The ability to bend and straighten the elbow adds greatly to a person’s independence, so this is often the first surgery to be performed. In most cases, a portion of the deltoid muscle in the shoulder is used to provide elbow extension. The back (posterior) portion of the deltoid is brought down toward the elbow. Because the deltoid portion is not long enough to reach the attachment point in the lower arm, a graft is taken from an upper leg muscle (fascia lata) to provide the necessary length. In some cases, the biceps muscle in the upper arm is used instead of the deltoid muscle. After the surgery, the arm is immobilized in a slightly bent position for up to four weeks. When the cast is removed, a hinged brace is used to allow a gradual stretching and strengthening of the muscles. Initially, the brace is worn night and day, but as the individual gains the ability to fully extend the arm, the brace is worn only at night. Tendon transfer to achieve elbow extension is done on one arm at a time because the arm is totally immobilized during rehabilitation. This means that the person becomes even more dependent on others for the simple activities of daily living. However, the results are impressive. It can eliminate the need for many adaptive devices and enable the person with tetraplegia to propel a wheelchair, to move independently from bed to chair, to shift weight within a chair or bed and to reach up and outwards.
Restoring key pinch enables the individual to grip items between the thumb and the hand. This greatly enhances the ability of the patient with tetraplegia to accomplish activities of daily living, such as writing or feeding themselves. In this surgery, one of the forearm muscles (brachioradialis) is grafted to the tendons that move the wrist and thumb. The surgeon may also stiffen the joint so that when the wrist is extended, the grip forms automatically.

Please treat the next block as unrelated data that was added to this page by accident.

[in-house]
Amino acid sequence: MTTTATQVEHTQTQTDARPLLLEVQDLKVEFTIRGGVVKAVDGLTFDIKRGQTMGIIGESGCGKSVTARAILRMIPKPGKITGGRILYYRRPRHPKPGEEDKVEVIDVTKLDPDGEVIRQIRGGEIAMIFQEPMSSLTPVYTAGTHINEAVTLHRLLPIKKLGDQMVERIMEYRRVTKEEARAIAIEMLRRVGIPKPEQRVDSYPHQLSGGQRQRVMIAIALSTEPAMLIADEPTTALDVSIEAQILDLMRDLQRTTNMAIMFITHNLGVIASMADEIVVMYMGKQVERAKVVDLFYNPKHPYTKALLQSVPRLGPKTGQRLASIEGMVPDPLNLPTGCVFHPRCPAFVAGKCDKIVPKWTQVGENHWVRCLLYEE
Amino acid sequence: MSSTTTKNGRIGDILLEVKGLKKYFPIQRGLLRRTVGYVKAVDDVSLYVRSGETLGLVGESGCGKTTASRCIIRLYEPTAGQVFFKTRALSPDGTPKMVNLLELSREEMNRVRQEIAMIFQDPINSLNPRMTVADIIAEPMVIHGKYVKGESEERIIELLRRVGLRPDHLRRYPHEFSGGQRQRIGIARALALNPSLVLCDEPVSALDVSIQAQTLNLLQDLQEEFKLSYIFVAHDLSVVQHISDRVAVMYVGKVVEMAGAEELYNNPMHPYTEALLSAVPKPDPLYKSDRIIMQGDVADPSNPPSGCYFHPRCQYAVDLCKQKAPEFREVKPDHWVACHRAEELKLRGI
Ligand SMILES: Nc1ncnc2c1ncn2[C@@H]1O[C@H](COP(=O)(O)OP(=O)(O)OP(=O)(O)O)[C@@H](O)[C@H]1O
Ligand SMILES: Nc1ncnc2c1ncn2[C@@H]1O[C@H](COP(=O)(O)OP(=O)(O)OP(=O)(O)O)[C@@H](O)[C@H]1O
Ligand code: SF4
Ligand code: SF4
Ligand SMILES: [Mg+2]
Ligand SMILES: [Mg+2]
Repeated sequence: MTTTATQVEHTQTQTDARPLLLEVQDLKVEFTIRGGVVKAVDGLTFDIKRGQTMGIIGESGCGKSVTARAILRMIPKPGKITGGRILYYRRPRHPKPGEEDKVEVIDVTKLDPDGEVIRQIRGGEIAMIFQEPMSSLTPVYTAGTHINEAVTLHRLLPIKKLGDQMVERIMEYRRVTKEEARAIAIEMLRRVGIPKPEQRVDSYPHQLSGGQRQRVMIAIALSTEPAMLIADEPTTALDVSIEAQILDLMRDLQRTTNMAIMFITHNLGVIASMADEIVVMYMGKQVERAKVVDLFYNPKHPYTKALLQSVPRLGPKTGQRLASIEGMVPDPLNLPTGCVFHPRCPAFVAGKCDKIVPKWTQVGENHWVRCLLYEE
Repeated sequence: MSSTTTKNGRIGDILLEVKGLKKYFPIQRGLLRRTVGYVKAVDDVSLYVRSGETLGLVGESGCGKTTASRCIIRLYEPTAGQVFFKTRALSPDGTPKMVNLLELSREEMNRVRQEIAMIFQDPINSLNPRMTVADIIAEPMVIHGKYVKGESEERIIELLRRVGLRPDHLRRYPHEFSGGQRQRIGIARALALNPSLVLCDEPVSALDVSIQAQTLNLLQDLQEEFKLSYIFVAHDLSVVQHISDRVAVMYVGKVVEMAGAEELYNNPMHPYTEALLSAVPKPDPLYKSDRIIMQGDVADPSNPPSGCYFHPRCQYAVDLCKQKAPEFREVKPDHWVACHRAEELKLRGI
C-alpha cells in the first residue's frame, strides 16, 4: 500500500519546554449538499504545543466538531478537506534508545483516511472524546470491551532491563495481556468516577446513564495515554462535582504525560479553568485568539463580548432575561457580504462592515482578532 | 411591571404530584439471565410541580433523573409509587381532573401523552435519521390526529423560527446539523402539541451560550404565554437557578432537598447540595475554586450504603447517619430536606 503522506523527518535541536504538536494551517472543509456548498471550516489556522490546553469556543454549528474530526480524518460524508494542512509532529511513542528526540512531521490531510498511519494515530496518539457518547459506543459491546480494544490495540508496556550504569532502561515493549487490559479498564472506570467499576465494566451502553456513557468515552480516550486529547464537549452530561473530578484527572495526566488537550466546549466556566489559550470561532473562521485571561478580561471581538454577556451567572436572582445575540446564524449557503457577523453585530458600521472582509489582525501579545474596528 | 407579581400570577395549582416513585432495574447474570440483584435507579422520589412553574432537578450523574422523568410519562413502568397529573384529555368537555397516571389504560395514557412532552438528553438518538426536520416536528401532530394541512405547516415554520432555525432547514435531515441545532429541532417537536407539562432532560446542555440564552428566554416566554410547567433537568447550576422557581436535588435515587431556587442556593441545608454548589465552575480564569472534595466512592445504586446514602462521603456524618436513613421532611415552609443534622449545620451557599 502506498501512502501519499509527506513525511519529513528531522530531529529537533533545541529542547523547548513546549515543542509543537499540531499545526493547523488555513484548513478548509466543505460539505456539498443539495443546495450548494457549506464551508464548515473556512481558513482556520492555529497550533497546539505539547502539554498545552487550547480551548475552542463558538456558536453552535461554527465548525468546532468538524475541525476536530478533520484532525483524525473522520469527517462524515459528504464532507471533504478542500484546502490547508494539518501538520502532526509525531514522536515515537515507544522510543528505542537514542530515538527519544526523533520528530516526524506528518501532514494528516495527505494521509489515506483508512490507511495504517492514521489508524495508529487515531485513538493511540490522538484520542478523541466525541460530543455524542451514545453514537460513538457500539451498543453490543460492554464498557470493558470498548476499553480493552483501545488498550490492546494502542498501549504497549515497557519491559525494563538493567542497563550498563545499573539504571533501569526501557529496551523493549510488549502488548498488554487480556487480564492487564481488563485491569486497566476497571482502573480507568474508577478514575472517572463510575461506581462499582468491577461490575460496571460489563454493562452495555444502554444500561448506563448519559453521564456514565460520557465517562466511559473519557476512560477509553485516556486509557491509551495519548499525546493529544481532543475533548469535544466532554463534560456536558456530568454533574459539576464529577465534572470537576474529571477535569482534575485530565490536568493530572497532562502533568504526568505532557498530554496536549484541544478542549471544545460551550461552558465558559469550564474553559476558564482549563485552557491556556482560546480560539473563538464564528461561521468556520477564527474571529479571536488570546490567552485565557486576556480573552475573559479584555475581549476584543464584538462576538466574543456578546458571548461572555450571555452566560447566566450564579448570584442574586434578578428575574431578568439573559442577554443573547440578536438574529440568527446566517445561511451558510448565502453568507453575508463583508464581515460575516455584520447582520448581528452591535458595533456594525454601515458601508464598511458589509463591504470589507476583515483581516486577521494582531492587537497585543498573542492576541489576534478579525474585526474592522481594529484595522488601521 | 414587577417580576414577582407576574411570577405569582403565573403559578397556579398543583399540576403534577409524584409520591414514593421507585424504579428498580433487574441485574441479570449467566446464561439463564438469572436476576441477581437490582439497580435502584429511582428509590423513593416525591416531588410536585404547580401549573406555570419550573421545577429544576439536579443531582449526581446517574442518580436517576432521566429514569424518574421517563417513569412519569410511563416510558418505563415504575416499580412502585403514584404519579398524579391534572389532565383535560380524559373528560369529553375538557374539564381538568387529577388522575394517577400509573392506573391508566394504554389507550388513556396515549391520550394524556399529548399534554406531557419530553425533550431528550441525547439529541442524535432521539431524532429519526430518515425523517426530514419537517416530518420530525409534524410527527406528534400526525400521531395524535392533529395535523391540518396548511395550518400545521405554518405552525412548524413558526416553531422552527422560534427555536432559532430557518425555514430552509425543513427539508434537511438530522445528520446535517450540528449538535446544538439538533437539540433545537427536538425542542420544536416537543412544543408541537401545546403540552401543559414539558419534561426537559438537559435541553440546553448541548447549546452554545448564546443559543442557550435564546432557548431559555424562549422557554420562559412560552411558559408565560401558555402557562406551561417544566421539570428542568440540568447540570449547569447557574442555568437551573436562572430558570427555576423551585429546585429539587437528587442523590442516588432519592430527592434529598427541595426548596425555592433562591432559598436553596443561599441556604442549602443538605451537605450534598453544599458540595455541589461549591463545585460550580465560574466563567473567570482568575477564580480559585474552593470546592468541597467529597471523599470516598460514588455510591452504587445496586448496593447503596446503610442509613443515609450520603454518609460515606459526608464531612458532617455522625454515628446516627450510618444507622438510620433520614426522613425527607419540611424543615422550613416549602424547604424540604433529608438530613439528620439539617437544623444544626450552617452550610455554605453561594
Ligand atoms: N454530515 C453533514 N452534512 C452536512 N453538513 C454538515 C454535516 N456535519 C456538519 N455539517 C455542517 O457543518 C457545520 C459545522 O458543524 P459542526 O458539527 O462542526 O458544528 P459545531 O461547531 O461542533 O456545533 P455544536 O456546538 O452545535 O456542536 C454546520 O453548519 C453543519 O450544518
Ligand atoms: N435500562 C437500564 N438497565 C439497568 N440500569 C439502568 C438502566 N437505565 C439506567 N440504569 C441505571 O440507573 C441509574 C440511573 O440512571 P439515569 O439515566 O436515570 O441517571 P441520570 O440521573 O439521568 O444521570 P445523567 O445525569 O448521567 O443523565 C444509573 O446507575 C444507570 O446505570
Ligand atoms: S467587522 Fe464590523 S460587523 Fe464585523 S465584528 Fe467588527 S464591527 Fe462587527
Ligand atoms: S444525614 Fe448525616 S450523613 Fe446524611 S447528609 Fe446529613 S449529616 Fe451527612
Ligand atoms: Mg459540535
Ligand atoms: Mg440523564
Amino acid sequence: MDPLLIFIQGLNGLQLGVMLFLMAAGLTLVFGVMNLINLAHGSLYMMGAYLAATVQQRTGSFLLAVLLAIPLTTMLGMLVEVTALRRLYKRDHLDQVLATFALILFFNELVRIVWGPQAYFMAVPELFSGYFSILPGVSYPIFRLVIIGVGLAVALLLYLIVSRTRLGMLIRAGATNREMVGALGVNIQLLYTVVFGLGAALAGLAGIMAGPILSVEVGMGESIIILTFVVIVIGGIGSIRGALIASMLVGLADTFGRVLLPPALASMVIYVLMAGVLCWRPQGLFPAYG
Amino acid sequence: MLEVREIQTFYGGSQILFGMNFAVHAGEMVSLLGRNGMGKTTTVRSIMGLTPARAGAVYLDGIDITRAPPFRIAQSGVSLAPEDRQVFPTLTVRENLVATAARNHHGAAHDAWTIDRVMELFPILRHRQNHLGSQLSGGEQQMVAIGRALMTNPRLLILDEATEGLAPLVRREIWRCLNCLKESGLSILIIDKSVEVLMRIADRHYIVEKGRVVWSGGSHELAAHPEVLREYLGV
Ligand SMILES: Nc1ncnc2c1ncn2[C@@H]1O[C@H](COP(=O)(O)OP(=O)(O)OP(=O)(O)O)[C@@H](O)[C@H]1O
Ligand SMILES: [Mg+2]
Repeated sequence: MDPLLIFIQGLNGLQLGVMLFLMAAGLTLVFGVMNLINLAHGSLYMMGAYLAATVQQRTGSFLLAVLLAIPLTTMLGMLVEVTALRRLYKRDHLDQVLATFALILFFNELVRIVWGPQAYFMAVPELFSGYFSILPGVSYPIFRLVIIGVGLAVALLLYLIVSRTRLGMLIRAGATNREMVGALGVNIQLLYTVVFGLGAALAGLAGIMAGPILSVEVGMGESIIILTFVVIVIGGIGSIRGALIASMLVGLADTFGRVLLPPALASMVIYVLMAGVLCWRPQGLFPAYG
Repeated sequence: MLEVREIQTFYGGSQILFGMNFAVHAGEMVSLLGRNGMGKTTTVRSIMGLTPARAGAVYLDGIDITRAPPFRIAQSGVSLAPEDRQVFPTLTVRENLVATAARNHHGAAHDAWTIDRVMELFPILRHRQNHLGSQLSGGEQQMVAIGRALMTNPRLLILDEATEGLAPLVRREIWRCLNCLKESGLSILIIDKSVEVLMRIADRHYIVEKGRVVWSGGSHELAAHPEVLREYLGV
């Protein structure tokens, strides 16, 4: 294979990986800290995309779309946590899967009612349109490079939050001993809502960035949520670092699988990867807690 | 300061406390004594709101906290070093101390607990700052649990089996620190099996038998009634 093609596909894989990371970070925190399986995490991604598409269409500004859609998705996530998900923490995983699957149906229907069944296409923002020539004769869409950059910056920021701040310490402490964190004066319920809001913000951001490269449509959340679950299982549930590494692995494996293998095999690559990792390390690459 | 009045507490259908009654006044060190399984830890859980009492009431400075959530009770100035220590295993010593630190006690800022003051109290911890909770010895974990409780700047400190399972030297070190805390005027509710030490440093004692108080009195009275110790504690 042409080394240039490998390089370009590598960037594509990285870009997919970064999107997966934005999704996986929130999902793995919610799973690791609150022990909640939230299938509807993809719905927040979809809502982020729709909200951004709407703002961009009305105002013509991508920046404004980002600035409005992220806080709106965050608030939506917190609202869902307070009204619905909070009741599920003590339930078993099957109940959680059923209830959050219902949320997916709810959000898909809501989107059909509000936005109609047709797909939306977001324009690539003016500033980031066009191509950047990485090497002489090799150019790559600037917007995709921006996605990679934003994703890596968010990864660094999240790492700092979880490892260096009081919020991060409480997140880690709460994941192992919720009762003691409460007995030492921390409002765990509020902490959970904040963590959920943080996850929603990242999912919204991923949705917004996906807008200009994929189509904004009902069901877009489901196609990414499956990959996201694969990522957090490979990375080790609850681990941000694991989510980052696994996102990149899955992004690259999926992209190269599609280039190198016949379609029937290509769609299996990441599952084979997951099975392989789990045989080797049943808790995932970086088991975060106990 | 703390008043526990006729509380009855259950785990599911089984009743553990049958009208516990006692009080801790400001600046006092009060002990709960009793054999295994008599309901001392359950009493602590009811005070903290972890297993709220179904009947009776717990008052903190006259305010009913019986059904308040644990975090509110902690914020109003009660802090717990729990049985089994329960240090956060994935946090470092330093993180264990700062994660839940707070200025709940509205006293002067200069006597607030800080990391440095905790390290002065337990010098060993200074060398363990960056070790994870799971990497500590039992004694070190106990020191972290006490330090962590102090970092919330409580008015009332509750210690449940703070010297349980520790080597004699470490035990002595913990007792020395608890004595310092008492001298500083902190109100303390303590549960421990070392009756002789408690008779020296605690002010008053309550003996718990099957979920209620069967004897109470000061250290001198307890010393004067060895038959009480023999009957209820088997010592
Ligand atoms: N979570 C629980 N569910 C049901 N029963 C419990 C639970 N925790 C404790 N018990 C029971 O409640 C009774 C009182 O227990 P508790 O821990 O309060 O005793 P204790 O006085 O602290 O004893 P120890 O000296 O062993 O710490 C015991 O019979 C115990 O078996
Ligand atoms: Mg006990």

These two surgeries significantly improve hand and arm function in many patients, providing them with much greater independence.
A relatively recent advance uses an electronic implant, similar to a pacemaker, to stimulate muscles. Tiny electrodes are attached to the functioning muscles of the arm and hand. The electrodes are connected to a control device implanted in the front of the chest. An external unit delivers the signals to initiate grasp and key pinch. This is an option when tendon transfers cannot be used.
Because tendon transfers use the patient’s own tissues, the risk of infection is lessened. However, the risk of developing a latex allergy is increased so precautions should be taken. The length of the surgery (approximately six hours) also increases the risk of postoperative respiratory problems.
In general, the results using tendon transfer surgery to restore arm and hand function after spinal cord injury are good. People with tetraplegia can often benefit from the increased self-confidence and independence they gain after tendon transfer surgery.
Copyright © American Society for Surgery of the Hand.
All content copied with permission from ASSH (www.assh.org).